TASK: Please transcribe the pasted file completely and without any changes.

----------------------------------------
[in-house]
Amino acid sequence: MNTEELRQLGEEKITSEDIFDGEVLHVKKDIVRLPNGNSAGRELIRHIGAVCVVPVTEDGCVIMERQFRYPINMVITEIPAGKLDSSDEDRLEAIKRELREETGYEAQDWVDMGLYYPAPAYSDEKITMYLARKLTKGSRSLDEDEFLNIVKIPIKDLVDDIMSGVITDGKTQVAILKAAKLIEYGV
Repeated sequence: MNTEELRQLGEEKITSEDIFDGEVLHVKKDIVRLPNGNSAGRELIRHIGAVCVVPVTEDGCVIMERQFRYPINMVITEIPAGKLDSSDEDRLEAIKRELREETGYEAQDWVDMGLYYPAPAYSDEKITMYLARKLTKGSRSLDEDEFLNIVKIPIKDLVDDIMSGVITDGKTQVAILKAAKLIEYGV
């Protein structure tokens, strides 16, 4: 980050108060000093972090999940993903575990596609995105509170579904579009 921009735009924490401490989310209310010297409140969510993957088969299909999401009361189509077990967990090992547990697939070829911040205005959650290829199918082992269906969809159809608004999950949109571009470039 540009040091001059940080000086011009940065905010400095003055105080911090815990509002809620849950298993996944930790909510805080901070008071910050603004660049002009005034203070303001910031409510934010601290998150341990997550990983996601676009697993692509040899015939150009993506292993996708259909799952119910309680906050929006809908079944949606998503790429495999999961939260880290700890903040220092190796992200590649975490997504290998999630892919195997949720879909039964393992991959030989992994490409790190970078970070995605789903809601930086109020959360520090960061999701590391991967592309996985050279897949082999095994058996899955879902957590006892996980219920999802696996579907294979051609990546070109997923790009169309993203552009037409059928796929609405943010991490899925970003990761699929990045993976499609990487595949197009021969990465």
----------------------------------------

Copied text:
[in-house]
Amino acid sequence: MNTEELRQLGEEKITSEDIFDGEVLHVKKDIVRLPNGNSAGRELIRHIGAVCVVPVTEDGCVIMERQFRYPINMVITEIPAGKLDSSDEDRLEAIKRELREETGYEAQDWVDMGLYYPAPAYSDEKITMYLARKLTKGSRSLDEDEFLNIVKIPIKDLVDDIMSGVITDGKTQVAILKAAKLIEYGV
Repeated sequence: MNTEELRQLGEEKITSEDIFDGEVLHVKKDIVRLPNGNSAGRELIRHIGAVCVVPVTEDGCVIMERQFRYPINMVITEIPAGKLDSSDEDRLEAIKRELREETGYEAQDWVDMGLYYPAPAYSDEKITMYLARKLTKGSRSLDEDEFLNIVKIPIKDLVDDIMSGVITDGKTQVAILKAAKLIEYGV
């Protein structure tokens, strides 16, 4: 980050108060000093972090999940993903575990596609995105509170579904579009 921009735009924490401490989310209310010297409140969510993957088969299909999401009361189509077990967990090992547990697939070829911040205005959650290829199918082992269906969809159809608004999950949109571009470039 540009040091001059940080000086011009940065905010400095003055105080911090815990509002809620849950298993996944930790909510805080901070008071910050603004660049002009005034203070303001910031409510934010601290998150341990997550990983996601676009697993692509040899015939150009993506292993996708259909799952119910309680906050929006809908079944949606998503790429495999999961939260880290700890903040220092190796992200590649975490997504290998999630892919195997949720879909039964393992991959030989992994490409790190970078970070995605789903809601930086109020959360520090960061999701590391991967592309996985050279897949082999095994058996899955879902957590006892996980219920999802696996579907294979051609990546070109997923790009169309993203552009037409059928796929609405943010991490899925970003990761699929990045993976499609990487595949197009021969990465």